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Discussion » Questions » Environment » How many (distinct) different types of weather that been on this Earth?

How many (distinct) different types of weather that been on this Earth?

Posted - August 23, 2022


  • 2083
    Well he/they did not know or think of exactly what I had them to do that what I want to see from that, then I had to tell’em that - shown from above.
      August 25, 2022 10:41 AM MDT

  • 2190
    The weather varies in a continuum; therefore there are grey areas blurring any distinctions in type. 
      August 25, 2022 10:57 AM MDT

  • 2083
    Okay, I was now input example of several or many specific pictures of weather places (to element99), & just let me paste in just these visual weather examples first, then continue from that(with that), I think the weather pictures I'll be pasting would look really interesting to look at all together when it's finished creating.
    Then you can tell me some other things after it.
      August 25, 2022 12:01 PM MDT

  • 15747
    Apart from a period early in the planet's history when it was raining rocks and comets (which is how water ended up here), most of the weather we get now is what we've always had. Tides were a lot bigger when the Moon was closer to Earth.
      August 25, 2022 3:52 PM MDT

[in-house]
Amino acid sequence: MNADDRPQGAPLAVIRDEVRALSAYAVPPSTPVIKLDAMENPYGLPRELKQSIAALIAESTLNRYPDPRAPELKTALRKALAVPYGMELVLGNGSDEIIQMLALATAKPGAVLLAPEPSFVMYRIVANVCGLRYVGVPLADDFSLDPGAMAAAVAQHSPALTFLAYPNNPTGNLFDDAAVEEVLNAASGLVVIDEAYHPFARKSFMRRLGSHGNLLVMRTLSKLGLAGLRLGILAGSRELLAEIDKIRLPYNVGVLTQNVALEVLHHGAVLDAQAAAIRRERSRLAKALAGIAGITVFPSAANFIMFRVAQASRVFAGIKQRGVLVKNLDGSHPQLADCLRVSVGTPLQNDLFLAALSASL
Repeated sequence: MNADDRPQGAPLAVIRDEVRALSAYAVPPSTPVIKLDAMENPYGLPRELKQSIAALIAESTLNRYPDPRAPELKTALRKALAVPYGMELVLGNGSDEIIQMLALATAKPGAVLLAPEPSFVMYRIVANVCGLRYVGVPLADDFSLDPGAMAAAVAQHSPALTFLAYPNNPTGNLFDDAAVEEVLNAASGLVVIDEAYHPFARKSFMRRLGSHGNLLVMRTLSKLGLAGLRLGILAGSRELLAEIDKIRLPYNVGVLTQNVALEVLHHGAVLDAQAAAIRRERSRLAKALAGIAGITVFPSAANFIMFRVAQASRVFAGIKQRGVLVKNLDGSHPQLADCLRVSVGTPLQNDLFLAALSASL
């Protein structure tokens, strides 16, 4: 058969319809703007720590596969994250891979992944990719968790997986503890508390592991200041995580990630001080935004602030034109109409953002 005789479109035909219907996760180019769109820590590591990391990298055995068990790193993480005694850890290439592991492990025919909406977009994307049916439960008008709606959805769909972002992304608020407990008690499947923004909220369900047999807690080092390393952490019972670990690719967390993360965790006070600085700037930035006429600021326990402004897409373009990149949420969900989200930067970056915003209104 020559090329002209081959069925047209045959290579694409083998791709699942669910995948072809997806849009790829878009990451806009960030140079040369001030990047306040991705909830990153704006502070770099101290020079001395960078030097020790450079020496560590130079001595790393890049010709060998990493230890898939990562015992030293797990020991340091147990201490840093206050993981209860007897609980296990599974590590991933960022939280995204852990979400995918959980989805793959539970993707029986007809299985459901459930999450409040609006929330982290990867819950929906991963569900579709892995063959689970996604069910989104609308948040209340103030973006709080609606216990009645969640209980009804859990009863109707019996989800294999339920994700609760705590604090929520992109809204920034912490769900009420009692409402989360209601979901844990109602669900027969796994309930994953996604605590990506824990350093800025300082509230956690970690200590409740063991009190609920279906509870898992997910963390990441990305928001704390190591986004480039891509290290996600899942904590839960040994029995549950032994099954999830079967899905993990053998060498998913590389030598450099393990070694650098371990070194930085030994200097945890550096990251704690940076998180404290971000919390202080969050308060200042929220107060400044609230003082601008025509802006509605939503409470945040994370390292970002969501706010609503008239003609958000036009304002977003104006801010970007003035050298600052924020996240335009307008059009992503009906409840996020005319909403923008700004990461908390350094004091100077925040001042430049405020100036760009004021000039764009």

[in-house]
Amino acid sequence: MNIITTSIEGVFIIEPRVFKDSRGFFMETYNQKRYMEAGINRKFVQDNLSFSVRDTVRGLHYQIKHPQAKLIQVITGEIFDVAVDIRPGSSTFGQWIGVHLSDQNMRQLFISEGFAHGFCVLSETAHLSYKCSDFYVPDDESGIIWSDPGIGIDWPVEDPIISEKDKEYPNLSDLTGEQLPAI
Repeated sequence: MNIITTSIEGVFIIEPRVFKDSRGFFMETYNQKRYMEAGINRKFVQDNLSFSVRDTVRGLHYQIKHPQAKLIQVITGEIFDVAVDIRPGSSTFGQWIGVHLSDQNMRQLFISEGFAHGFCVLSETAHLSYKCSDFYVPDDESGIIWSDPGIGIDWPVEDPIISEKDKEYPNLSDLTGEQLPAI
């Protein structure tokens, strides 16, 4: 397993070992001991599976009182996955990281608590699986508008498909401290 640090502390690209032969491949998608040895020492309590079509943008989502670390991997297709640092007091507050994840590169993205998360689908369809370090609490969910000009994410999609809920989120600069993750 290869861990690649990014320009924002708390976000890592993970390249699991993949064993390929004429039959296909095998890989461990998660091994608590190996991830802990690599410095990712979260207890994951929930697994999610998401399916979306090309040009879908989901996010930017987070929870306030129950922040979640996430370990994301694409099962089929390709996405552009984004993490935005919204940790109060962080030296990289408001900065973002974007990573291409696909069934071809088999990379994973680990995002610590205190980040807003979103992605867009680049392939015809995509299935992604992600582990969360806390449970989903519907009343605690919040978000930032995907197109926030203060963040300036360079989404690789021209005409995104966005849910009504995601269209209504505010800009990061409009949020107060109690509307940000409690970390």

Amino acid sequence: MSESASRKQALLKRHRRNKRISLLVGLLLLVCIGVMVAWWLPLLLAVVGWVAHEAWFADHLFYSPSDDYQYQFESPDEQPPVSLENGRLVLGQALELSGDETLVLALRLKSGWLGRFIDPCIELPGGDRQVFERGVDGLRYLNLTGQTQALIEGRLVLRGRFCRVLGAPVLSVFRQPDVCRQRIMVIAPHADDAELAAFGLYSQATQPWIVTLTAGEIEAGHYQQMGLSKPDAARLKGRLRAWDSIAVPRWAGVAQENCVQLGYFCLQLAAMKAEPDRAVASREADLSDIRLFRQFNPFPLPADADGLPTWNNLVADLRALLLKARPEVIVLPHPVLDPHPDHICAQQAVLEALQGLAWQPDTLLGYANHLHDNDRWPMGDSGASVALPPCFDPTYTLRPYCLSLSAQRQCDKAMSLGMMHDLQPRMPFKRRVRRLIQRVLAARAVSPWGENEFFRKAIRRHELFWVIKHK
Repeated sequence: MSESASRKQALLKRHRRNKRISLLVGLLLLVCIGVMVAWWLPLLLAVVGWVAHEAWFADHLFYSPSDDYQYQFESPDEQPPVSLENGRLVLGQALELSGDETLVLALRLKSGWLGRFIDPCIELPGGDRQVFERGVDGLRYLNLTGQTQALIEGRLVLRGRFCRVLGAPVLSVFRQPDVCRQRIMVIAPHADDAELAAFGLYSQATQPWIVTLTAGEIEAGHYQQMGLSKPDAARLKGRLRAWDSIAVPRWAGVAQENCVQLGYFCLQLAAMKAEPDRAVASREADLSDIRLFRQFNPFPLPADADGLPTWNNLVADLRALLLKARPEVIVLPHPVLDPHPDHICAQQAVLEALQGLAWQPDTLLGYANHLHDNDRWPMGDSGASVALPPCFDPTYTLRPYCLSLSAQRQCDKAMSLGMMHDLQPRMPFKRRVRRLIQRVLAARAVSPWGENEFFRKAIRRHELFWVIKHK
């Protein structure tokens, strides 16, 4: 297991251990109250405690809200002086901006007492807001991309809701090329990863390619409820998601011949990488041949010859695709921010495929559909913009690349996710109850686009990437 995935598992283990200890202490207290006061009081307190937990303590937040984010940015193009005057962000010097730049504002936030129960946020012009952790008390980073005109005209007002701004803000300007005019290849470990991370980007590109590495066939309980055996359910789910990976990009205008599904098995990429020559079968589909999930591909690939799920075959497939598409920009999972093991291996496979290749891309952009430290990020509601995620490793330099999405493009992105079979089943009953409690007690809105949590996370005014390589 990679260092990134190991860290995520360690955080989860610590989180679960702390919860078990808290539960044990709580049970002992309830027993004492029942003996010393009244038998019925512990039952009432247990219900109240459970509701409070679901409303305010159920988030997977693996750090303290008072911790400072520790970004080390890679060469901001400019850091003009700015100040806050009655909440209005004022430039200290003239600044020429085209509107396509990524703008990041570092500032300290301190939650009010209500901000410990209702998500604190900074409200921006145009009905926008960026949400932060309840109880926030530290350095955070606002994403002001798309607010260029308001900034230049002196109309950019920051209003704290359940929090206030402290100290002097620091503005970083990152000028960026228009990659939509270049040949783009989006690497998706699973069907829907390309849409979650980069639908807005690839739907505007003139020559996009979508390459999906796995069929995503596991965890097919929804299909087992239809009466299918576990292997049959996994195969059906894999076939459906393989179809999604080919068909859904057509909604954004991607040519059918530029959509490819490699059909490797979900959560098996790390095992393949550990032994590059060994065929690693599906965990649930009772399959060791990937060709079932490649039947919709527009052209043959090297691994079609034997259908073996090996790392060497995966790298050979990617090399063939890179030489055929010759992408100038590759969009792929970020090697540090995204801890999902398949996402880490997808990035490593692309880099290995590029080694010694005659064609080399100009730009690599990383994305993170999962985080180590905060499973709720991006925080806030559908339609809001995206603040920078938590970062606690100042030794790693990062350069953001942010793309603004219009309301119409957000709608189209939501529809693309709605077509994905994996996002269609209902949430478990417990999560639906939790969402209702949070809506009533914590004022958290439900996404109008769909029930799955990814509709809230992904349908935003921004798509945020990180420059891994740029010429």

• 3596
    Once weather started to become established on Earth there is no reason to think there have been any "types" differing from now; but with varying climate control over geological time due to changes in mean atmospheric and ocean temperatures.

    There have been periods of significantly colder warmer times; than ours. These move regional weather patterns around, and modifies their relative frequency and strength, but does not change their "type".

    It is important though to correlate signs of a particular past climate in any given country, with where that area of land was at the time thanks to continental drift, collision or rupture. 

    For example, I live on what is called "The Jurassic Coast" but it is a misnomer because although the rocks extend from early-Jurassic to Cretaceous the coast is geologically recent - the rocks of what is now the SE diagonal half of England were formed on the sea-bed and lagoonal grounds, in sub-tropical latitudes, in an ocean pre-dating the Atlantic Ocean. The world's climate was warmer then than it is now, but the land we now know was in different places.
      December 12, 2022 4:15 PM MST